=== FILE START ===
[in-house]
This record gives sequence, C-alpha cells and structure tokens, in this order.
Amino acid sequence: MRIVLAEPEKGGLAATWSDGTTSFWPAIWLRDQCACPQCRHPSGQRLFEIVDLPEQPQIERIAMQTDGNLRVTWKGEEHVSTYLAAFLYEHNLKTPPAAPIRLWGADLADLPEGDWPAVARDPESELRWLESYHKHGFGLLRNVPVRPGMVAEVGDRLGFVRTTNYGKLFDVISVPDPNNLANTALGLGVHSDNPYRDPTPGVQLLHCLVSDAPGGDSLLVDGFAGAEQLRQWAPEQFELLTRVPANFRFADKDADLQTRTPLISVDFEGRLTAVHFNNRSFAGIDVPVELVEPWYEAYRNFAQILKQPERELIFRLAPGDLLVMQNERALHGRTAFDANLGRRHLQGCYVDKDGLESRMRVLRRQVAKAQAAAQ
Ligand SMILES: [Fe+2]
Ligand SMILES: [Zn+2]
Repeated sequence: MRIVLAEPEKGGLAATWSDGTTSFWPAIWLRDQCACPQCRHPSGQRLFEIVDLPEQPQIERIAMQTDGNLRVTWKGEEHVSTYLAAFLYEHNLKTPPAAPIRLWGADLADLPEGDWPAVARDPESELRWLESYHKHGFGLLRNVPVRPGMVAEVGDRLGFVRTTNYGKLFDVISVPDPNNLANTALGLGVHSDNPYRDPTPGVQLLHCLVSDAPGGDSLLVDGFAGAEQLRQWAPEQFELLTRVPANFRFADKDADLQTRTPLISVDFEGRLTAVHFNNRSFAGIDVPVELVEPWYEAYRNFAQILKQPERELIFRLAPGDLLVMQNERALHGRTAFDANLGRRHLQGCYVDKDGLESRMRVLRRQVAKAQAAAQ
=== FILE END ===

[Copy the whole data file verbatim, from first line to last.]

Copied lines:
[in-house]
This record gives sequence, C-alpha cells and structure tokens, in this order.
Amino acid sequence: MRIVLAEPEKGGLAATWSDGTTSFWPAIWLRDQCACPQCRHPSGQRLFEIVDLPEQPQIERIAMQTDGNLRVTWKGEEHVSTYLAAFLYEHNLKTPPAAPIRLWGADLADLPEGDWPAVARDPESELRWLESYHKHGFGLLRNVPVRPGMVAEVGDRLGFVRTTNYGKLFDVISVPDPNNLANTALGLGVHSDNPYRDPTPGVQLLHCLVSDAPGGDSLLVDGFAGAEQLRQWAPEQFELLTRVPANFRFADKDADLQTRTPLISVDFEGRLTAVHFNNRSFAGIDVPVELVEPWYEAYRNFAQILKQPERELIFRLAPGDLLVMQNERALHGRTAFDANLGRRHLQGCYVDKDGLESRMRVLRRQVAKAQAAAQ
Ligand SMILES: [Fe+2]
Ligand SMILES: [Zn+2]
Repeated sequence: MRIVLAEPEKGGLAATWSDGTTSFWPAIWLRDQCACPQCRHPSGQRLFEIVDLPEQPQIERIAMQTDGNLRVTWKGEEHVSTYLAAFLYEHNLKTPPAAPIRLWGADLADLPEGDWPAVARDPESELRWLESYHKHGFGLLRNVPVRPGMVAEVGDRLGFVRTTNYGKLFDVISVPDPNNLANTALGLGVHSDNPYRDPTPGVQLLHCLVSDAPGGDSLLVDGFAGAEQLRQWAPEQFELLTRVPANFRFADKDADLQTRTPLISVDFEGRLTAVHFNNRSFAGIDVPVELVEPWYEAYRNFAQILKQPERELIFRLAPGDLLVMQNERALHGRTAFDANLGRRHLQGCYVDKDGLESRMRVLRRQVAKAQAAAQ